Environmental Volunteering for Mental Health
“The environment is no one’s property to destroy; it’s everyone’s responsibility to protect.” – Mohith Agadi
Moith Agadi’s sage words on environmental protection sum up the reasons why so many people across the globe choose to “give back” through beach and forest clean-ups, environmental fundraisers, and many more initiatives. But those who do give a little of themselves for the greater good may not realize that they are doing wonders for their mental health in the process. A 20-year study by Karl Pillemer and colleagues revealed that volunteering is linked to improved mental and physical health. If you are keen to know how this altruistic activity can help you stave off mental conditions like anxiety and depression, read on, and discover ways in which you can do your share in your home, workspace, and community.
The Link Between Environmental Volunteerism and Better Physical and Mental Health
Pillemer’s study was carried on almost 7,000 adults. Results showed that volunteering positively impacted mental health for various reasons. Firstly, this activity leads to a higher level of physical activity, which is known to promote better sleep and reduce levels of the stress hormone, cortisol. Evidence shows that individuals who volunteer are 1.8 times more likely to meet the CDC’s guidelines for physical activity than non-volunteers. The second reason is the direct mental health benefits of ‘generativity’: doing something that leaves a positive legacy for future generations. Environmental stewardship is an ideal way to connect to actions creating a better future. The third reason is the impact that nature has on mental health. Various studies have shown that spending as little as 10 to 20 minutes in the Great Outdoors reduces stress and acts as an important buffer against anxiety and depression.
Working Towards a Common Goal
Environmental volunteering provides people with a chance to work together on a common cause—and study after study has shown that being part of something larger than oneself is a powerful booster of mental health. The National Institutes of Health reports, for instance, that compared to those with a positive sense of community connection, those lacking this sense have a significantly higher chance of reporting depression, anxiety, and stress symptoms. Signing up for a volunteer initiative enables you to meet people you might never have come across in your daily work or social life. It fosters discovery, learning, and mentoring and for many, provides a sense of spiritual fulfilment. As found by Harvard Divinity School professors, Angie Thurston, and Caser Ter Kuile, many members of younger generations are fulfilling their need for spirituality through volunteering, group exercise, and other means of working together towards a goal and receiving and giving support.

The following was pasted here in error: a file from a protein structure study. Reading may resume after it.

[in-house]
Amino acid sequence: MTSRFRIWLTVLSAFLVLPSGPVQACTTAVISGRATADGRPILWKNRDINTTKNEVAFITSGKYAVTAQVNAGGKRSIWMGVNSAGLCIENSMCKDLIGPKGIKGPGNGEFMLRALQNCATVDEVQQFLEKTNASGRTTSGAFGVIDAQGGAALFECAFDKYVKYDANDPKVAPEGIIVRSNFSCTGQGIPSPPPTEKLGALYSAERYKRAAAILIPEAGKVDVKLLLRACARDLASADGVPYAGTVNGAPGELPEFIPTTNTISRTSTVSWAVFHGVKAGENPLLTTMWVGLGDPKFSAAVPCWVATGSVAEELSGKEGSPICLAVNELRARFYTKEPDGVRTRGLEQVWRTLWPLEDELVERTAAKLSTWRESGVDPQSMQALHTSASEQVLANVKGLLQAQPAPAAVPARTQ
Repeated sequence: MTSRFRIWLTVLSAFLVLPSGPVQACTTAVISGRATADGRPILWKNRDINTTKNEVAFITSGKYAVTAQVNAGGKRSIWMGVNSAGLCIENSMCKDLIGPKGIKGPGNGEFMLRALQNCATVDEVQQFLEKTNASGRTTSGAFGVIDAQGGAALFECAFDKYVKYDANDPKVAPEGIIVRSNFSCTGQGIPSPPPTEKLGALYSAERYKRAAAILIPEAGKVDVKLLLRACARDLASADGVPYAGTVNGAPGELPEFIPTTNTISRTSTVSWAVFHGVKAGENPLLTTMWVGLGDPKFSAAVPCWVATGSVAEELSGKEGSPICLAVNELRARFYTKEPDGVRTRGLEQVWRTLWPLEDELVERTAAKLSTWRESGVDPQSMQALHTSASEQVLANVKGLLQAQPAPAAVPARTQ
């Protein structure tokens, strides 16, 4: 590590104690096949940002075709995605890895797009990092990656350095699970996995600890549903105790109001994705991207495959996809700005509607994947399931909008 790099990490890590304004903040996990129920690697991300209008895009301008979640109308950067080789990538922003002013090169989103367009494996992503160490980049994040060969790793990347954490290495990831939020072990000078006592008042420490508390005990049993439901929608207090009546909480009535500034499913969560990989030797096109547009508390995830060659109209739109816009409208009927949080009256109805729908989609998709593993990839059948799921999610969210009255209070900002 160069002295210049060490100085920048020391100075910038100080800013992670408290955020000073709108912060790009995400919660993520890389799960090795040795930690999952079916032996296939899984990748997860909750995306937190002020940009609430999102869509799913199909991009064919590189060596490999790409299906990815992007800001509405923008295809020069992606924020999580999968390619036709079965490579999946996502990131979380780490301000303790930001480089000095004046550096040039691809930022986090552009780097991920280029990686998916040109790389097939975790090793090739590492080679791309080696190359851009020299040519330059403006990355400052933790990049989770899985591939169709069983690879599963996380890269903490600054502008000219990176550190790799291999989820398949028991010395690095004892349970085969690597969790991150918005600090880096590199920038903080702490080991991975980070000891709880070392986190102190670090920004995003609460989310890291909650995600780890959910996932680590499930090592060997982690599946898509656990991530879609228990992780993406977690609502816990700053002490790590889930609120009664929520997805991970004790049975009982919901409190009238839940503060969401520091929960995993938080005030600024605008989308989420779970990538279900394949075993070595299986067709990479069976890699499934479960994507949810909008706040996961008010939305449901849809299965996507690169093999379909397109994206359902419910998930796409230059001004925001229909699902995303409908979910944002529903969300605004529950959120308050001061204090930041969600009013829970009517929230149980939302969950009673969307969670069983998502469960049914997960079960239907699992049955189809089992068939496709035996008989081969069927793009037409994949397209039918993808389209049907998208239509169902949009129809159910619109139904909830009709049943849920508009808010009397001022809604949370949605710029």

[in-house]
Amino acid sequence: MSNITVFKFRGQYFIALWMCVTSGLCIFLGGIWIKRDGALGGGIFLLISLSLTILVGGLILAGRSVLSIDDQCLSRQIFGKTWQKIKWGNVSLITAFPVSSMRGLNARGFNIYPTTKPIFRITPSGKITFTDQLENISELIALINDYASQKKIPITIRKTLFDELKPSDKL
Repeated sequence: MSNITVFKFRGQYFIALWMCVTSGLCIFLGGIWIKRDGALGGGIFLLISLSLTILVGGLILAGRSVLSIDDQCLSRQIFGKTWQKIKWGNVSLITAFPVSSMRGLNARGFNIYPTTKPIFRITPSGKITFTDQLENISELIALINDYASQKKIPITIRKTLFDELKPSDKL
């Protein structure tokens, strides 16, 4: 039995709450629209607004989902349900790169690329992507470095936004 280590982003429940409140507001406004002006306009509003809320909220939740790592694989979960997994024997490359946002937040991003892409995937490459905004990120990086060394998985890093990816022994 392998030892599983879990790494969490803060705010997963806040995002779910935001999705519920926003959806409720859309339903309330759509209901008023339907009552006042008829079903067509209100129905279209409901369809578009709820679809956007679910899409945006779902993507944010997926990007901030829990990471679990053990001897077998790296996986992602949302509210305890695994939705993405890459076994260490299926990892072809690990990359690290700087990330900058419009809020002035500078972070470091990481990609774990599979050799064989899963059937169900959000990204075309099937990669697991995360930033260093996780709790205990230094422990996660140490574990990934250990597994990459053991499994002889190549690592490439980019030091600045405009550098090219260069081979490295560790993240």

How to Become Involved in Environmental Volunteering
There is a myriad of volunteering efforts to choose from. To make it impactful for your mental health, select one that resonates with you. Some efforts are centered on environmental restoration, while others are focused on wildlife (for instance, restoring the habitats of endangered species). You can also start initiatives of your own. For instance, you can work on bringing nature into your office in simple ways, inspiring others in your team to do so. Currently, the biophilic design movement is holding sway in workplaces across the globe. It involves blurring the lines between indoor and outdoor living by filling indoor spaces with plants, embracing the use of natural, eco-friendly materials, and relying on natural rather than artificial light. If you are a manager or business owner, think of ways to involve your employees in transforming your workplace through therapeutic landscaping and design.
Where Should You Begin?
Talk to others in your community to discover local initiatives. Also, look into state initiatives. Some of the most powerful organizations for volunteering in the US include Literacy for Environmental Justice (in San Francisco), NAACP Environmental and Climate Justice Program (in Baltimore), and Village Creek Human and Environmental Justice Society (in Birmingham, Alabama). There is also a myriad of international organizations that are keen to accept more volunteers. These include African Impact (offering numerous programs in Kenya, Mozambique, South Africa, Zambia, Zanzibar, and Zimbabwe), A Broader View (a US-based organization offering the chance to volunteer in 32 countries), Love Volunteers (for opportunities in Africa, Asia, the Middle East, Europe, and the Americas), and Volunteer Latin America (for opportunities in Central and South America).
Environmental volunteering has a myriad of physical and mental health benefits. Studies have shown that it can lower stress and help stave off depression and anxiety. You don’t need an abundance of time to do your share. However, any time you do invest will pay back immense dividends, not just for you but also for future generations.
Written by Jennifer East